Archive for April, 2008

Mall of ‘Merica, part deux

Just when you thought our late twentieth century obsession with malls and parking was over, you hear a story like this:

Minnesota House and Senate leaders are backing a tax subsidy to expand Mall of America in Bloomington. The mall is seeking state and local help to build a parking ramp as part of the expansion that will add 5.6 million square feet of new retail, lodging and and entertainment space

Mind you, the mall already comprises 4.2 million square feet.  And guess what they can do with all that?

2 Victoria’s Secrets
2 Claire’s
2 Bath and Body Works (only 1 Body Shop, though)
2 Perfumanias
2 At&T’s
2 Gamestops
2 T Mobiles
3 Mall of America gift store’s
A pair of sunglass huts
2 America Eagles
5 different kinds of Gap stores
3 caribou coffee’s
2 starbucks
2 auntie anne’s
and of course, two panda expresses

And much, much more.

The Minnesota legislature is so stoked about this, because of the 7,000 construction jobs it will create.  Plus, it’s a bargain, because they only forgive some stupid taxes on the construction, and then when it’s all built, WHAMMO!  tax revenues enough to fill Victoria’s Secret 4 more times over.

I don’t know the numbers.  The mall site claims that no public dollars are going towards paying for it (other than forgone taxes). So I’m not mad that the state is misusing public funds.  The fact that this is so bi-partisan a bill convinces me that Minnesota will probably make out well in the offing.

But instinctively, I just feel that the law of diminishing returns is going to apply sooner or later.  They propose to double the size of the mall – it’s slightly unclear who’s clamoring for MOA lease space – but I just can’t think of what they’re going to fill it with.

I suppose that with a mall that size, you’re going to need a few more Yankee Candles.

But parking lots and malls.  This, when the Twin Cities is a decade away from choking on its own growth – build a goddamn transportation system.

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Funky editing in Hillary’s new ad?

Does the audio sound funny to you too?

I hear a weird cut between “you need to be ready for anything” and “especially now”

and also between “economy” and “crisis”.

if that’s the sort of shoddy work she’ll do in the white house, just nevermind, she’s lost my vote.

I say iran, you say i ran

Ishum usually don’t just push vids, but here’s a good ‘un…

http://video.236.com/services/link/bcpid1507884404/bctid1509297835

It’s the Cling, not the Bitter

Can ISHum just get a word in edgewise? This crazy dust-up over this awesome Obama quote is as frustrating as it is predictable:

You go into these small towns in Pennsylvania and, like a lot of small towns in the Midwest, the jobs have been gone now for 25 years and nothing’s replaced them. And they fell through the Clinton administration, and the Bush administration, and each successive administration has said that somehow these communities are gonna regenerate and they have not.

And it’s not surprising then they get bitter, they cling to guns or religion or antipathy toward people who aren’t like them or anti-immigrant sentiment or anti-trade sentiment as a way to explain their frustrations.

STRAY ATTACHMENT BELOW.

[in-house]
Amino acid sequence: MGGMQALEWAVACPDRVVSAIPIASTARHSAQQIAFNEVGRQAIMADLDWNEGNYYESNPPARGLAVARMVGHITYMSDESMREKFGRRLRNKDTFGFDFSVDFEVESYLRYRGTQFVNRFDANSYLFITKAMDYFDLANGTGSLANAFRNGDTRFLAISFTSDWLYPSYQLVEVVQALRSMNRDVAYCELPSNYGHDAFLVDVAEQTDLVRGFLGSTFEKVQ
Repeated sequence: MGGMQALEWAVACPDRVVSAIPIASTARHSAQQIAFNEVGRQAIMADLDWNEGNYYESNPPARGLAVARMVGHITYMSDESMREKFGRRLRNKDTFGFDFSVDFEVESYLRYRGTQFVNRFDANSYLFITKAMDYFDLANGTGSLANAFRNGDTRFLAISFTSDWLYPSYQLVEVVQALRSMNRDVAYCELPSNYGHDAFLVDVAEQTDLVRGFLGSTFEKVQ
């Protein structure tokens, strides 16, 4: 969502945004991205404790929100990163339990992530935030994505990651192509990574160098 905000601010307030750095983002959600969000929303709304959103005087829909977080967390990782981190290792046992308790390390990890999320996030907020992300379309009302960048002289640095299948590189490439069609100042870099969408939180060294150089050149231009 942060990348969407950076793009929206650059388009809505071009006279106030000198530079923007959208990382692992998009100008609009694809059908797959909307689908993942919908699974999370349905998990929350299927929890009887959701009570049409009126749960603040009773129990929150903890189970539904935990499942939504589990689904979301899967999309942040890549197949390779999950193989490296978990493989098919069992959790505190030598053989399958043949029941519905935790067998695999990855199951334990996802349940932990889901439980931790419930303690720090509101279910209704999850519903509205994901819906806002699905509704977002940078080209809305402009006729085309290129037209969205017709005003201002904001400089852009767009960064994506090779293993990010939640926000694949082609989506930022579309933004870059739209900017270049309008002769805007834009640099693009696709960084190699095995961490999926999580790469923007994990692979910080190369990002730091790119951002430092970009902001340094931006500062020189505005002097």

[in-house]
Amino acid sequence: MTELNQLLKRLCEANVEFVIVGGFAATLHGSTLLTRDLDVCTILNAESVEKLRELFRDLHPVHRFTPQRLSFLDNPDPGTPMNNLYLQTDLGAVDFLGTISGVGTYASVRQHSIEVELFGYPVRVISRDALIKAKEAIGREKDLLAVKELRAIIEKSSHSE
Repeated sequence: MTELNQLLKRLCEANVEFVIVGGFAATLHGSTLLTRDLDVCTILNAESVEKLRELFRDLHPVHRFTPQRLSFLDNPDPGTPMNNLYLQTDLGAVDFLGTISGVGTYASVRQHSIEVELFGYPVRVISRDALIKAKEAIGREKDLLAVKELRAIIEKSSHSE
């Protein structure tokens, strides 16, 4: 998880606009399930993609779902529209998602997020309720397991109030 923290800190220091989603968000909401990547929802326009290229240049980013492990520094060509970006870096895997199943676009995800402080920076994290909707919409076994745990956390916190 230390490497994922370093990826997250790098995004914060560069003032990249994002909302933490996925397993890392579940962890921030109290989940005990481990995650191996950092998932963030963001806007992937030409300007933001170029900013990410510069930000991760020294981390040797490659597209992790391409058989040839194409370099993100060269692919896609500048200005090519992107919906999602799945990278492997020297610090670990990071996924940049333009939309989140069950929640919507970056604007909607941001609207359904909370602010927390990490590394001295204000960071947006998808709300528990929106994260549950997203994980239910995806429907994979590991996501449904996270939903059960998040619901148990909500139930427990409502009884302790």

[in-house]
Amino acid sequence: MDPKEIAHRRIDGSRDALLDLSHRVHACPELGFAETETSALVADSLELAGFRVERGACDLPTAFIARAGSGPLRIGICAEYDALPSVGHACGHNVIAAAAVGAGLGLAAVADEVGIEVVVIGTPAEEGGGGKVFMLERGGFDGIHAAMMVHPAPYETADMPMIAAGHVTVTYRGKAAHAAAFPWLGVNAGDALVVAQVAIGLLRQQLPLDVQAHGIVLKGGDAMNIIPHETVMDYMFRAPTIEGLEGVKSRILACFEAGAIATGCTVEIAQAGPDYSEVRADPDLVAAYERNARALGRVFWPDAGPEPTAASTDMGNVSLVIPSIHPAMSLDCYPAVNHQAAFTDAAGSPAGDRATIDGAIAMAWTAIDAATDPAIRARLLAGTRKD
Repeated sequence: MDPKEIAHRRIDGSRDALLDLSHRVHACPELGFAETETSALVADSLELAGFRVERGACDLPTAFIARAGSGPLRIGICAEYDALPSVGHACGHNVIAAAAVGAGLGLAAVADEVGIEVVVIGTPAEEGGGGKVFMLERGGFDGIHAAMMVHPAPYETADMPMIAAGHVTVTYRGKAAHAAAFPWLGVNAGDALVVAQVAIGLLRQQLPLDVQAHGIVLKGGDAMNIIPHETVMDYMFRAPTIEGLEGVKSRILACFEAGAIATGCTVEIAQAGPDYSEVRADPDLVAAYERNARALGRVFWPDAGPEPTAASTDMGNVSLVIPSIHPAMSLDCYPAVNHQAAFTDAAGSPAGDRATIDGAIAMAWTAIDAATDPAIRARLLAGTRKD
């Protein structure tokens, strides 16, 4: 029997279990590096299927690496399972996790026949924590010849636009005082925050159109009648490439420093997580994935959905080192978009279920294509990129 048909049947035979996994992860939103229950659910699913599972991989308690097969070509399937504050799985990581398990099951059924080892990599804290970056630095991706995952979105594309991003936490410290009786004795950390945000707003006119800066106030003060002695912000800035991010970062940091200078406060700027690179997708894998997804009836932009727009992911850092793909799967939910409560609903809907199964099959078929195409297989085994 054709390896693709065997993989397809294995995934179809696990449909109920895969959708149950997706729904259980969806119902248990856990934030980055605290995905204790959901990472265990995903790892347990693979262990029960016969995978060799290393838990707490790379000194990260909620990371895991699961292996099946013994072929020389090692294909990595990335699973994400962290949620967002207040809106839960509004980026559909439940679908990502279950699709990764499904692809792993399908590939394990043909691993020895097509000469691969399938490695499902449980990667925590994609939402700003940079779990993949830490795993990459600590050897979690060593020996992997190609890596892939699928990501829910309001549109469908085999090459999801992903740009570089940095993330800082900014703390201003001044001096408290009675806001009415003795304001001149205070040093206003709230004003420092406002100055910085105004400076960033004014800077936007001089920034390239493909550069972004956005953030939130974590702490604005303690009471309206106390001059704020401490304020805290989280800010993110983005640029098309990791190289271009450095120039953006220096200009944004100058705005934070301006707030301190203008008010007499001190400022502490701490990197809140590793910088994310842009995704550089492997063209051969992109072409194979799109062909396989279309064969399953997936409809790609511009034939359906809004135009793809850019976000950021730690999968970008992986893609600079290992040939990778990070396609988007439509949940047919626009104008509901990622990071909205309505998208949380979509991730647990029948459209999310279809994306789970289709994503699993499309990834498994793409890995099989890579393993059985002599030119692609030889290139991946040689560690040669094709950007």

Obama called it like he saw it, and now he’s an elitist who disdains the working class. (the jobless working class, paradoxically)

Hillary Clinton slammed him for suggesting that the people of Pennsylvania are bitter rather than up-by-the-bootstraps optimists.  She thinks that Pennsylvanians are all pluck and no quit.  (Ha.)

John McCain took serious umbrage – check out this over the top language:

It shows an elitism and condescension towards hardworking Americans that is nothing short of breathtaking. It is hard to imagine someone running for president who is more out of touch with average Americans.

First of all – breathe.  Secondly, try Lindsay Lohan, or Jesse Ventura, or Milan Kundera.  There.  That wasn’t that hard – I mean, I just thought of three people who, if they ran for president, would be way more out of touch with “average” Americans. Of the top of my freaking head. Whoa.

It’s the “bitter” part of his comment that has gotten the most flap.  Again, the suggestion that Pennsylvanians aren’t super earnest, that they might EVER betray the slightest cynicism in the face of difficulty and seek to lay blame.  Whatever – I think that people can be bitter.

When I first read it, I admit I was a little bit scandalized by a politician using the word “cling” to refer to how people relate to their churches and guns.  (awesome, by the way.)

And what’s wrong with “cling”? I think that Ben Smith put his finger on it.

What he did suggest, most problematically, is that there’s something wrong, or symptomatic, about clinging to your faith or to your gun. It’s a suggestion that probably plays better in San Francisco (politically, the worst possible place to say it) than in the middle of the country.

I hope BO takes this opportunity to call HRC and JMC out on their cloying pandering to their imaginary blue collar worker.  They are piling on right now (and I guess I don’t blame them – that comment is pretty toxic, politically) but I bet that this holier-than-thou allegiance to the working class will burn them both in the end.  Because I bet that working class people aren’t so stupid as to think that when you say they aren’t stupid that you don’t actually mean that they are.

Don’t Believe everything you read on HuffPo

Idling down there at 9th or 10th on the Huffington Post’s best loved, or most viewed list is this article by Shawn Christensen. It’s a pretty exciting article.  The claim is “Don’t be Fooled” because Obama is not leading by a mere 800,000 in the popular vote, he’s out in front by a good 1-2 mil.